This summer brought highs and lows, sadness and laughter, some irritating, some exhilarating. I was fortunate to be uplifted by an encounter with Leslie Bonham Carter, a remarkable woman who seems quite British but is in fact American. She is the daughter of Condé Nast, who founded the company that bears his name. He was born 145 years ago, in 1869. Leslie witnessed the full glamour of 1930s America. When the first world war came, many British grandees packed their children off to America. Young Leslie had opposite plans. All she thought of was how to get to England, to be there in its darkest hour. Diplomatic strings pulled, she sailed, barely in her teens and without either parent, in a battleship across those sub-infested waters. At 8.30 on the morning of 8 July 1943, she ‘saw my first sight of England … the England I have talked, thought and dreamed about … the England I love’. Over 80 years later, despite its glaring faults, Leslie loves it still.
The death of another ardent lover of England has cast a pall on this summer’s lushness. Candida Lycett Green sought out, explored, and wrote about almost every building, lane, turret and copse, horse and cart throughout the land. She wore her knowledge lightly but she cared passionately — both traits she inherited from her father, John Betjeman. She created rooms, houses and gardens that were a miscellany of colourful vividness and gentle erudition. Her parties — and there were many — though planned to a T with her adoring family, had that ineffable ingredient, spontaneity. And then the beauty, the raucous laugh, the lack of swank or self-pity. Some years ago, on a holiday, I was moaning about a slight upcoming cancer operation. Of course she didn’t mention she had that devilish affliction herself.
Believing in Satan has disappeared from our current psyche. No churchman dares mention him. His disturbing image, that horned and tailed creature, is portrayed throughout the ages. Oh, we think smugly, surely he never existed. But perhaps he does. While on a boat in Greece, I read Imaginary Creatures by Jorge Luis Borges, about weird beings rooted in legend. Most of his work is way over my head, though these monsters are fascinating to any numbskull. Were they entirely ‘imaginary’? Or, over centuries, did word of mouth describe what had once been alive? The Djinns — the Muslim creed’s version of devils — appear as smallish shapes of a fire-like substance that evaporate suddenly into an outline of sparks. A recent David Attenborough documentary showed deep-sea creatures apparently doing exactly that.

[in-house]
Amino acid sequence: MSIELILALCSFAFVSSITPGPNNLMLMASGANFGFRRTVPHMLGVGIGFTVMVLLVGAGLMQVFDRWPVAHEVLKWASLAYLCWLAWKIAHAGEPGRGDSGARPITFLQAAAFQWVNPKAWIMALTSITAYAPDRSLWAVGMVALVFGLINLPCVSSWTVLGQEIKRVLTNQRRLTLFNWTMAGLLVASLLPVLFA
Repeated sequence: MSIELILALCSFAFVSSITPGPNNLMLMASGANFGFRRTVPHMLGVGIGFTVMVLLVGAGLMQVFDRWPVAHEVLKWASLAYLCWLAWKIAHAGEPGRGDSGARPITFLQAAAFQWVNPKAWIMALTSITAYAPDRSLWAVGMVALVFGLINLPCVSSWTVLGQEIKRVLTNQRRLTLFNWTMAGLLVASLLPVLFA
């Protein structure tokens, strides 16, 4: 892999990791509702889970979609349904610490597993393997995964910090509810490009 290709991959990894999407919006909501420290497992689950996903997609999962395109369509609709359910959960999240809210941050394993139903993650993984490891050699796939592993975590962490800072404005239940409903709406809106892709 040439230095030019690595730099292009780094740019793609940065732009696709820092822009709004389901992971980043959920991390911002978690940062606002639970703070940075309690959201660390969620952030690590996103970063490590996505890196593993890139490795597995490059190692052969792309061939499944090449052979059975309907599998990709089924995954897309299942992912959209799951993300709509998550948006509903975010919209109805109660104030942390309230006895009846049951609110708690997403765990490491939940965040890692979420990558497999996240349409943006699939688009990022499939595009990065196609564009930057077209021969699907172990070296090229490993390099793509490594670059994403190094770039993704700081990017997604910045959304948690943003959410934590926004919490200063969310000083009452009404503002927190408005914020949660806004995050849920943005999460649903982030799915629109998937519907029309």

My charming friend Alicia Castro, the Argentine ambassador, had pooh-poohed my claim, half-remembered from a long article on the author in the New Yorker some years ago, to be related to Borges. Dear old Google proved it true; Jorge Luis was born Borges-Haslam. His grandmother, Fanny Haslam, from Lancashire, was a cousin of my dad. It will be the red carpet at the Casa Rosada, surely.
The co-writer of this magazine’s bridge column, Janet de Botton, played a trump card at dinner in her Provençal paradise the other week; Bette Midler was there. So was her charming husband. Though Bette’s screen persona is huge and flamboyant, she is petite and almost puppy-like in appearance, with the most perfect skin, and darting, beautiful, expressive hands. Wildly funny and self-effacing at the same time, she drew the best out of everyone round the table, encouraged revelations, and added many of her own about the biz of show — particularly that Michael Jackson didn’t talk with that breathy squeak but in a perfectly normal baritone.
Talking of baritones, after some recent in-depth radio news coverage on Israel/Gaza, the presenter announced ‘Now, a comment on the situation by Princess Anne.’ We heard a sensible, cultivated, measured voice speaking surprisingly knowledgably for several minutes. Then the presenter said ‘Thank you, Prince Hassan.’
A fellow guest at a wedding in Northern Ireland this weekend was the artist Mark Adlington. Anyone who has not seen his astonishing paintings of otters illustrating the re-issue of Gavin Maxwell’s Ring of Bright Water should dash to Daunt’s. One, of a torpedo-like otter streaking forwards, followed by a shimmering wake, is quite extraordinary.